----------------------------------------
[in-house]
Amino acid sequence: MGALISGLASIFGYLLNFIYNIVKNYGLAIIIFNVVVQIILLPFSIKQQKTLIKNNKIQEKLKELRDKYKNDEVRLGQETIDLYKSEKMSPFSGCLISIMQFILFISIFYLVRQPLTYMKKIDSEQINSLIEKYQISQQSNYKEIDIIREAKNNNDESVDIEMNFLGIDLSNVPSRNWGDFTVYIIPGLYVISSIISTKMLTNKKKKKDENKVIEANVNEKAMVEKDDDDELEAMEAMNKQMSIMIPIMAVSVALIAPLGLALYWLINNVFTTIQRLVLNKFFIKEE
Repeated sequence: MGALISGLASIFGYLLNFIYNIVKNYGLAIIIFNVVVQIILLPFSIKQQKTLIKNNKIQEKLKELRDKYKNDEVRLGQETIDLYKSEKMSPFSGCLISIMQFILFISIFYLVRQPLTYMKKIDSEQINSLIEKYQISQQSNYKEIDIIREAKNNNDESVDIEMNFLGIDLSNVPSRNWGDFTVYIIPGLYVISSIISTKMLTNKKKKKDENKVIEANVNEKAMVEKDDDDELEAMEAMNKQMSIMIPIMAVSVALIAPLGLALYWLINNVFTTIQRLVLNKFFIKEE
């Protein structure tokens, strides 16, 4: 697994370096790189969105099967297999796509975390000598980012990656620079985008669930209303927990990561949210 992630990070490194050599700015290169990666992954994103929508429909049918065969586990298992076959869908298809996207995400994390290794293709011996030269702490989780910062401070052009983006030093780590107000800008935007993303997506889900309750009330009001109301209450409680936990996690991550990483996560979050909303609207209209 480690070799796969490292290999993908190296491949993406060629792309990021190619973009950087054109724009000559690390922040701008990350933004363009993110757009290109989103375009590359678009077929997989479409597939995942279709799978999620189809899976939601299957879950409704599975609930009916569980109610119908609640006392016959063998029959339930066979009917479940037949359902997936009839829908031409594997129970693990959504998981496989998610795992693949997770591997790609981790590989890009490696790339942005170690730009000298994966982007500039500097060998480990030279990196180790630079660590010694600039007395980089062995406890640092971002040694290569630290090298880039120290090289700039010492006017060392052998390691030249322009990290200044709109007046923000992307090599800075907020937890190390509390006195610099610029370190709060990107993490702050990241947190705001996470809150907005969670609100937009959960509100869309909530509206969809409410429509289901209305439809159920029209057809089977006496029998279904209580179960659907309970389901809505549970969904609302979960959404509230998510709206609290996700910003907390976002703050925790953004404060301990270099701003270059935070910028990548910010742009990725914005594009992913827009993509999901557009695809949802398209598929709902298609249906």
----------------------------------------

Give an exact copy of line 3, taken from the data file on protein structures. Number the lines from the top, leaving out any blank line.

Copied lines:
Repeated sequence: MGALISGLASIFGYLLNFIYNIVKNYGLAIIIFNVVVQIILLPFSIKQQKTLIKNNKIQEKLKELRDKYKNDEVRLGQETIDLYKSEKMSPFSGCLISIMQFILFISIFYLVRQPLTYMKKIDSEQINSLIEKYQISQQSNYKEIDIIREAKNNNDESVDIEMNFLGIDLSNVPSRNWGDFTVYIIPGLYVISSIISTKMLTNKKKKKDENKVIEANVNEKAMVEKDDDDELEAMEAMNKQMSIMIPIMAVSVALIAPLGLALYWLINNVFTTIQRLVLNKFFIKEE